Wednesday, December 5, 2012

Great Finds at Thrift Stores and Garage Sales

If you’ve read much of what is posted here at all, you have noticed that we do have a lot of “stuff”.  Before we are accused of spending too much of our own money on the school (which we probably do), let me put it on record here that we do find much of our “stuff” at thrift stores and garage sales.  
As an English teacher, I must also add that one of the best homemade signs I ever saw read, “GARGE SALE”.  I wish I would have had a digital camera back then . . . .
So, here are a few examples and ideas of what to look for, and where to get some great “stuff” for your school or homeschool.  

This was for a widow’s supper that our church held.  The committee asked the school to do a skit or a play.  We had been studying about the Titanic and had read the story of Annie Funk, a young, single Mennonite missionary to India who gave up her seat on a lifeboat so that a mother could be with her children.  Most of the clothing, shawls and veils are from thrift stores. 

Most of our tableware for the honor roll parties comes from thrift stores as well.  Pottery dishes, candle holders, baskets and table cloths are easy to find in interesting patterns and colors (thanks Wanda :-).


Books!  I try to find good ones-- no junk here.  Famous authors and titles, beautiful pictures, good science, origami and art books, etc. can be found at great prices.  Although it is true that my family is usually going out the door sighing, “Oh, no, mom is in the book section again . . .”, I truly do have a method for speeding up the process of going through rows and rows of books.  I simply look at the spines or covers.  Most really good books will have a decently interesting picture on the front, and many of the best classics will have beautiful spines and covers as well.  


I have also gone to book swaps and come home with boxes of FREE books.  I love it when a student asks about some topic and I run and find them him or her a book, or two or three, on that topic within a few minutes.  
When we did the plywood cow project (see post entitled “Art Ideas”) one of the school board dads found several large cans of free paint on the curb at a painter’s house awaiting the trash man.  The dad stopped his car, asked if we could have them, and loaded them up in his trunk.  

We buy every Lego we can find at garage sales.  (Hey look, I can spell “garage”.  I should have a sign business.)  They are much cheaper that way.  We are out of white ones right now for the model of the Empire State Building we are working on.  I told my husband that yellows ones would look fine instead of white ones.  He gave me a very funny look.  

Puzzles are also very good for children’s developing brains.  I love to find the really neat old-fashioned wooden ones.  


One of our students' moms found a set of six of these Bolivian butterflies at a garage sale.  She called us on the spot, told us the price and asked us if we wanted them.  We said “yes”.  (My sister kept doing this to me one day when she was out garage saling. [Yes, that really is a verb.]  She kept texting me and sending me pictures of stupid stuff I didn’t want.  A few months later I was complaining about how cold I was in our rental house.  She told me that she had found these great space heaters at a garage sale, had sent me texts with pictures of them, and that I had told her at the time I didn’t want them.  “Remember that?”  she said.   “Yes,”  I replied, “I wasn’t cold then.”  She had bought them anyway and I did pay her for those ugly space heaters.)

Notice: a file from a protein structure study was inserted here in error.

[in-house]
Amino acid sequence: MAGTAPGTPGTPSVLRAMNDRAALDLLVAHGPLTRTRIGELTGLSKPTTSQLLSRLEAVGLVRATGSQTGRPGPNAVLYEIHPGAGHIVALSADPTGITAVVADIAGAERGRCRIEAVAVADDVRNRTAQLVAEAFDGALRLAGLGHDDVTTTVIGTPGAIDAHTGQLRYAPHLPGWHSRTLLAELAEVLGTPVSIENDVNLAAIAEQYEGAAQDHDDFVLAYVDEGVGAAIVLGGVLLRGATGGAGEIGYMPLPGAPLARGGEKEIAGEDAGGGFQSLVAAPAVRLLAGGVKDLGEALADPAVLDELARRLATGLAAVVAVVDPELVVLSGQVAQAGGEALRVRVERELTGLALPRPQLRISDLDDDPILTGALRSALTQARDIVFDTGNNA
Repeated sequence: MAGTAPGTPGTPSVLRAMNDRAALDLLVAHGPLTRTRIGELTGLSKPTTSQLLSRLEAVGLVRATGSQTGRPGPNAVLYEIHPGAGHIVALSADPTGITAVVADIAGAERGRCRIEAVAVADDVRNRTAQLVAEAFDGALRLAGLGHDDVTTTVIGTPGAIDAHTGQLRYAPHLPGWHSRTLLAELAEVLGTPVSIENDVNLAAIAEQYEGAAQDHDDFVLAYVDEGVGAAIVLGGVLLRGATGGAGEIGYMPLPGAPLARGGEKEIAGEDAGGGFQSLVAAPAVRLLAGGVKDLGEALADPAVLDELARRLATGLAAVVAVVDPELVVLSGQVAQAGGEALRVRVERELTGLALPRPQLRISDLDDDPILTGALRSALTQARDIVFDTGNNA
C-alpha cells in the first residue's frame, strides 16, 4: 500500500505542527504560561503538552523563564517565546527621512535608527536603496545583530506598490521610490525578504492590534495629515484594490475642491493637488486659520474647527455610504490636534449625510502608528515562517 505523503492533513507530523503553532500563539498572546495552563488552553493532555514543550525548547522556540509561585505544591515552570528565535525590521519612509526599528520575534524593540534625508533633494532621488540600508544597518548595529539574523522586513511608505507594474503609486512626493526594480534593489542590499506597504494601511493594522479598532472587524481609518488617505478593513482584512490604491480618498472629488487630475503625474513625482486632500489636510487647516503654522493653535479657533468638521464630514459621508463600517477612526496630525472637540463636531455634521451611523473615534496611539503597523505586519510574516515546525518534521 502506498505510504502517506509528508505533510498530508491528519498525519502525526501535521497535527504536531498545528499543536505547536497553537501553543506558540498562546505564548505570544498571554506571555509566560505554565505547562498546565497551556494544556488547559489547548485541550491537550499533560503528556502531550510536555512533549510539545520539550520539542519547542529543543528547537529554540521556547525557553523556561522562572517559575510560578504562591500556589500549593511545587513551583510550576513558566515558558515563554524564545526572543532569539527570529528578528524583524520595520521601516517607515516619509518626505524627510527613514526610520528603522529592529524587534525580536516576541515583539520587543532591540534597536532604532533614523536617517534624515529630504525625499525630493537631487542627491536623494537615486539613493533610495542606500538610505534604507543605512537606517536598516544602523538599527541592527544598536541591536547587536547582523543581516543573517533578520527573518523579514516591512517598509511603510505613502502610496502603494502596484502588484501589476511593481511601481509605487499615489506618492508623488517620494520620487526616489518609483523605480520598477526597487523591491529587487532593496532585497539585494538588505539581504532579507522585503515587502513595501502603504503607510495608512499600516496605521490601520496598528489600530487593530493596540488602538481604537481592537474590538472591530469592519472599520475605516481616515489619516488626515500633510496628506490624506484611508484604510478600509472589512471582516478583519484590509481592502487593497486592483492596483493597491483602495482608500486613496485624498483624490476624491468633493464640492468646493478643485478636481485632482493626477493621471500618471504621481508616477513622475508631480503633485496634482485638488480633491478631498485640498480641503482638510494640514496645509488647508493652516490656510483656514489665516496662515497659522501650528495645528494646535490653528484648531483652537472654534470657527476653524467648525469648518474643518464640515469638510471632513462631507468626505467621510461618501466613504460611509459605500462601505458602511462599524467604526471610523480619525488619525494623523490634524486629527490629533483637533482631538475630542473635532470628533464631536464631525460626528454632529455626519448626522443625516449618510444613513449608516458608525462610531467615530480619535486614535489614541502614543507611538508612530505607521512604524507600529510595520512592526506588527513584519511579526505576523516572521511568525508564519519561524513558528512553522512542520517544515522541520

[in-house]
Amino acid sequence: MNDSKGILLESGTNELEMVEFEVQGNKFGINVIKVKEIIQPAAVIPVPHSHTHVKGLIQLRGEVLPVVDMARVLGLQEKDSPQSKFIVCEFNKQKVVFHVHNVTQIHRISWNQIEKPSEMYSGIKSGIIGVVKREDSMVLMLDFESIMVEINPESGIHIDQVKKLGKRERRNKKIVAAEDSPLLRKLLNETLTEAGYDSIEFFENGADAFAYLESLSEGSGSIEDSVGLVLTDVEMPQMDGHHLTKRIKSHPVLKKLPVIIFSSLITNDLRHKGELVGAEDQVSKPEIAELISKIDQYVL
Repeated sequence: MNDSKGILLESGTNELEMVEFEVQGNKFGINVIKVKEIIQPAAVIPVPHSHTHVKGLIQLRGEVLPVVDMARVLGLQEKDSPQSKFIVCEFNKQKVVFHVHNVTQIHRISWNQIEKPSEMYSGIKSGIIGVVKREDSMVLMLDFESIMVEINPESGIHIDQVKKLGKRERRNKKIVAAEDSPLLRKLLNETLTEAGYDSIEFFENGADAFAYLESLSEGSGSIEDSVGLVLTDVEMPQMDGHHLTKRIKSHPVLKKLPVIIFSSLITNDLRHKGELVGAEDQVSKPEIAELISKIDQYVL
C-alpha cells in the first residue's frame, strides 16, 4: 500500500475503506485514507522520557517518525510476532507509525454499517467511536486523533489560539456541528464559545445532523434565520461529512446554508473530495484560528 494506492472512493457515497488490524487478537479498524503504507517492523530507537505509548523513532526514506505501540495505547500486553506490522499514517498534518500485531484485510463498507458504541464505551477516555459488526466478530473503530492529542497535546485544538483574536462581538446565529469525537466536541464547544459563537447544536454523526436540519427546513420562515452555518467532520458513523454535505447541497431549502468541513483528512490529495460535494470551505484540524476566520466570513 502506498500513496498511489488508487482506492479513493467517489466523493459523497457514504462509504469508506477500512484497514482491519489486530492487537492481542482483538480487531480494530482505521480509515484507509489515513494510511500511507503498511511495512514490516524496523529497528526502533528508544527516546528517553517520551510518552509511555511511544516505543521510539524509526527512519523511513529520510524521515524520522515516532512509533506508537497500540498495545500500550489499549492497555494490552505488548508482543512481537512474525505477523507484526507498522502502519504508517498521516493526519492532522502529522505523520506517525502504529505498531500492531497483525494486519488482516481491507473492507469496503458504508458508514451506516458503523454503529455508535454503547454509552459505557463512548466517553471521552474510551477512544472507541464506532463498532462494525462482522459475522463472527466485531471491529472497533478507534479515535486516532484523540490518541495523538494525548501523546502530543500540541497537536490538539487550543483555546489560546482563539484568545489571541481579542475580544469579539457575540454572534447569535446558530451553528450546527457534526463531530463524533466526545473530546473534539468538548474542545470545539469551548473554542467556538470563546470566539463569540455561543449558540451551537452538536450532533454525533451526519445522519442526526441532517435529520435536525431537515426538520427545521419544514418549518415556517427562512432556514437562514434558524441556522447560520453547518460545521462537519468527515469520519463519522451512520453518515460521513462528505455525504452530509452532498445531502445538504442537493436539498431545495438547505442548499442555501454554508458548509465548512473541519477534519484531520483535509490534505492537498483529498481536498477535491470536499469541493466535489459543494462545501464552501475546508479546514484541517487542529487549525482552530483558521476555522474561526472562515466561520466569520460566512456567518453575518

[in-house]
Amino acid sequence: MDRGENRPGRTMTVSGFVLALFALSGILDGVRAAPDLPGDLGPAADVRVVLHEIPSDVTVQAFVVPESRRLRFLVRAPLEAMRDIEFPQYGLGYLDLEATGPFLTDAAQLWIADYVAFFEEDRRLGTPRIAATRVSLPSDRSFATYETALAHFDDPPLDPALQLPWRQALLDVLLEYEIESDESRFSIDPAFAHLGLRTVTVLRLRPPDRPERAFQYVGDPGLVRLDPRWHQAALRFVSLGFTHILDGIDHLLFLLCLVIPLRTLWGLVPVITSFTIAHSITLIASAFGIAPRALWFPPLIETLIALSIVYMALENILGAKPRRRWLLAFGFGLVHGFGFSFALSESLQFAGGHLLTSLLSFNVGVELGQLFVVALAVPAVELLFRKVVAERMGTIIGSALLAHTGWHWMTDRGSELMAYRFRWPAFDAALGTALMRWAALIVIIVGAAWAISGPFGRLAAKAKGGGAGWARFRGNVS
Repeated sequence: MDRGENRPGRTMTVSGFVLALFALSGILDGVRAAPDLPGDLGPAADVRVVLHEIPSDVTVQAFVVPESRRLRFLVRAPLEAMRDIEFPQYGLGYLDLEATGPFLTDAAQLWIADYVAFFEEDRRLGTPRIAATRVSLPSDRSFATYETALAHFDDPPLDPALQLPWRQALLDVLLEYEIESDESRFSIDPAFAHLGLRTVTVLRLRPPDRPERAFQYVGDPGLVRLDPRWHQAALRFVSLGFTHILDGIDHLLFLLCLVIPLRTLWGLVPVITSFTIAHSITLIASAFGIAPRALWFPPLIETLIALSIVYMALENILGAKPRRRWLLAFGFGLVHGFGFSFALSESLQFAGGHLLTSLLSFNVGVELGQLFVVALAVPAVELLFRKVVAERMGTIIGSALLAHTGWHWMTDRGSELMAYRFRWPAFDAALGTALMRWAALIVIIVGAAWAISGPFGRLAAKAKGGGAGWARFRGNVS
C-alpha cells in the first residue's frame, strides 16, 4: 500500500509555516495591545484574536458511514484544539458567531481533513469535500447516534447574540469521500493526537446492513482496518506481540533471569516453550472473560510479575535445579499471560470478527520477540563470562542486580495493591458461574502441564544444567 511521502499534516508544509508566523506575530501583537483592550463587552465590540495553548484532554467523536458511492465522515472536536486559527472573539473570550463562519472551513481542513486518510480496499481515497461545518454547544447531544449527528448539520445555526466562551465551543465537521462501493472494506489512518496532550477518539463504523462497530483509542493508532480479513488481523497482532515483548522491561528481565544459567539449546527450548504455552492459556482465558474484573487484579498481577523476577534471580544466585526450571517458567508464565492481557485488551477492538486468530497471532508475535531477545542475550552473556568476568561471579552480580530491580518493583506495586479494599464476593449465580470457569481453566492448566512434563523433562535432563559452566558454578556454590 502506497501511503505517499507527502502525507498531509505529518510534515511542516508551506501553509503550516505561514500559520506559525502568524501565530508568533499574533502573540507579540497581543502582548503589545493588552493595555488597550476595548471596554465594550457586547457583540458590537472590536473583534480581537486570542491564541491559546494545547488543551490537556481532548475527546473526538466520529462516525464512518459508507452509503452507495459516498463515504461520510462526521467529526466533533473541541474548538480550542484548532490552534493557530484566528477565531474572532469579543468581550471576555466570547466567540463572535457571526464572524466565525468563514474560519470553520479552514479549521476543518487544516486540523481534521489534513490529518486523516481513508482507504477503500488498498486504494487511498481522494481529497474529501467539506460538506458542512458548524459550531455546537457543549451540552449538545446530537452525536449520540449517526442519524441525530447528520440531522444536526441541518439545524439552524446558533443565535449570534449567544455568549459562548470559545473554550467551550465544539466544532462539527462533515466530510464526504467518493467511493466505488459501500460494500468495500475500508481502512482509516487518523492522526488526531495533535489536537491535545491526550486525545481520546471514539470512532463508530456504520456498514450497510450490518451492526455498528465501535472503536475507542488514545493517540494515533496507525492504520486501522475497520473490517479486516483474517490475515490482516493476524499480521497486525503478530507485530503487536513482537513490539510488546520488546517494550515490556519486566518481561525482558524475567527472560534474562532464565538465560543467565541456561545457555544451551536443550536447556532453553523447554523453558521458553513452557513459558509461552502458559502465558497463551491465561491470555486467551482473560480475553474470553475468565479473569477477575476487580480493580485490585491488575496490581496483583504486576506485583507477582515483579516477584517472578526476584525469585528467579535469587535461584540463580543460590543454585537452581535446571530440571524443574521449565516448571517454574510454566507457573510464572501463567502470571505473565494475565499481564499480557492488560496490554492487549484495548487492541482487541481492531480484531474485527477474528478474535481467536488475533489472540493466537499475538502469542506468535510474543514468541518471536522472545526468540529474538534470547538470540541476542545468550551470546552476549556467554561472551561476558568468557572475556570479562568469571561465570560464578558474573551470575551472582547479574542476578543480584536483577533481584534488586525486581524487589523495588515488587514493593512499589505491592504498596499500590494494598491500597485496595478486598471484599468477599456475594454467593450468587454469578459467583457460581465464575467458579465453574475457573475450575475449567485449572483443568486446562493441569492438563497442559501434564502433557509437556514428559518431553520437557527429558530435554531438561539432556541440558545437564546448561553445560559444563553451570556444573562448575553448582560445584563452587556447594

The fake butterfly below was found at a garage sale as well.  

I had wanted a ship for our library forever.  I kept looking for one at a thrift store as they always seemed so expensive elsewhere.  I hadn’t found one until this past summer.  I was very happy to have finally found one, and I was even happier when the price tag was only $3.99.  Now our ship has come in :-).

We believe that culture is exceedingly fantastic.  What better way to expose your students to other cultures (other than taking them on trips to other countries),  than to read stories about, and have items from other countries readily accessible in your school.   We are thinking about future teachers and missionaries here.  This is important “stuff”.  
The pink jar with a lid was made in Japan.  This was purchased at a garage sale.  The jade is from China, and the leather keyring is from Africa. 
The bug display has the genus-species names below each insect and is wonderful to use for certain science classes.  One of our students’ parents bought it at a garage sale and gave it to us.  The Quechuan couple is from Peru.  These were $1.50 each at a thrift store we found while we were on vacation.  (Yes, we go to thrift stores even on our vacations.)
This lovely piece has a handle broken off on one side.  It was in the 90% off section at Hobby Lobby.   
By the way, two of our elementary students put all of these cultural items on the shelves and arranged them.  During the week before school started while we were redecorating and setting up, they thought of it on their own and asked us if they could pull some things out of our boxes.  We let them.  The results surprised us.  

And . . . the Amish doll clothes were also purchased at a garage sale.  To read the story about this, scroll to the end of the post entitled “Spontaneity Part I; Genuine Spontaneity”.